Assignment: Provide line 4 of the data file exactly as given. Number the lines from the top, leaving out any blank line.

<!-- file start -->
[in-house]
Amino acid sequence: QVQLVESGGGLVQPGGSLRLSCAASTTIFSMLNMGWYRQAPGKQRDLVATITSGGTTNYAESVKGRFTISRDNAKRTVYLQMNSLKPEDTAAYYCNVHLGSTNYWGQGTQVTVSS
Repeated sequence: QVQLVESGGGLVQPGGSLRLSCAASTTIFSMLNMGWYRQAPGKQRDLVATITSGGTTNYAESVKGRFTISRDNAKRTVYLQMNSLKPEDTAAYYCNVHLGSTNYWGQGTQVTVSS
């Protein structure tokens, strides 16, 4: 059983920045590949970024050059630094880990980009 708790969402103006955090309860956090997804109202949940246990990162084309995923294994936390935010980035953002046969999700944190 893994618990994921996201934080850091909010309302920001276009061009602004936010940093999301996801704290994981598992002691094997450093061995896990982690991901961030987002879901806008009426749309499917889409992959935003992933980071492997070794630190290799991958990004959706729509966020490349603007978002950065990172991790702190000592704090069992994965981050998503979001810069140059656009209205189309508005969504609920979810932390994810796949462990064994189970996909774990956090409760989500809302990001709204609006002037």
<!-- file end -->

């Protein structure tokens, strides 16, 4: 059983920045590949970024050059630094880990980009 708790969402103006955090309860956090997804109202949940246990990162084309995923294994936390935010980035953002046969999700944190 893994618990994921996201934080850091909010309302920001276009061009602004936010940093999301996801704290994981598992002691094997450093061995896990982690991901961030987002879901806008009426749309499917889409992959935003992933980071492997070794630190290799991958990004959706729509966020490349603007978002950065990172991790702190000592704090069992994965981050998503979001810069140059656009209205189309508005969504609920979810932390994810796949462990064994189970996909774990956090409760989500809302990001709204609006002037």